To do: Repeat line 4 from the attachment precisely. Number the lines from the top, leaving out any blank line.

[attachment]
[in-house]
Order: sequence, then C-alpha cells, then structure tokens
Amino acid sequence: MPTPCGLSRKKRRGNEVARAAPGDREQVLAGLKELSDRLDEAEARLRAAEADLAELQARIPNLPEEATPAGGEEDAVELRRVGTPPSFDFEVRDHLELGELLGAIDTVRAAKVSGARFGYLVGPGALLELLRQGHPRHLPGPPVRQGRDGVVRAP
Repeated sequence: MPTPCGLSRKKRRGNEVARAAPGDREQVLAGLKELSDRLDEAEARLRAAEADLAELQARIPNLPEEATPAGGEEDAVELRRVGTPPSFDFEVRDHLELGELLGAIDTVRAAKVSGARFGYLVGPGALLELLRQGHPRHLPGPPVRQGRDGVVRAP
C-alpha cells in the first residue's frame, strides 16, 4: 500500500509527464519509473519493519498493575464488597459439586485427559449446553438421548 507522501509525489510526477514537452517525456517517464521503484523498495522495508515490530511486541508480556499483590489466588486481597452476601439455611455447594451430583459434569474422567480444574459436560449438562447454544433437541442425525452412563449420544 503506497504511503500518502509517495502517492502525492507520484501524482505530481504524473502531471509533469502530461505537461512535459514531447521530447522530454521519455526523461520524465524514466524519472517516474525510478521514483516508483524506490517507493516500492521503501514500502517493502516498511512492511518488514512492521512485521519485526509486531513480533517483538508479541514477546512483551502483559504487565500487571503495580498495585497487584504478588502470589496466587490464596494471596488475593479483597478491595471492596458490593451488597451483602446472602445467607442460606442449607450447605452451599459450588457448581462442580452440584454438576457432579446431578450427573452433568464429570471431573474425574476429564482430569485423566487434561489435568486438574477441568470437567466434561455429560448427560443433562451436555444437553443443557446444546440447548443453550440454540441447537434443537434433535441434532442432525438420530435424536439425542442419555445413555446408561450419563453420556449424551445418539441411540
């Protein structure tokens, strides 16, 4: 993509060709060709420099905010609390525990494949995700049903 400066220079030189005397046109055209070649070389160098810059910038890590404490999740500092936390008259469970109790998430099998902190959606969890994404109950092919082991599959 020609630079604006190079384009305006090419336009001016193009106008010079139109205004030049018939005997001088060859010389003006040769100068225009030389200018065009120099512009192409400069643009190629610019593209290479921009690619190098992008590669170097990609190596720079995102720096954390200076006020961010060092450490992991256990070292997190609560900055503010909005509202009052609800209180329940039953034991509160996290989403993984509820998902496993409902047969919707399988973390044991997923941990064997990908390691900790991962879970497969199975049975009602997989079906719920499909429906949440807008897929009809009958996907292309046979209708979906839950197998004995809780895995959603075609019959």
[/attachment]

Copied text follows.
Repeated sequence: MPTPCGLSRKKRRGNEVARAAPGDREQVLAGLKELSDRLDEAEARLRAAEADLAELQARIPNLPEEATPAGGEEDAVELRRVGTPPSFDFEVRDHLELGELLGAIDTVRAAKVSGARFGYLVGPGALLELLRQGHPRHLPGPPVRQGRDGVVRAP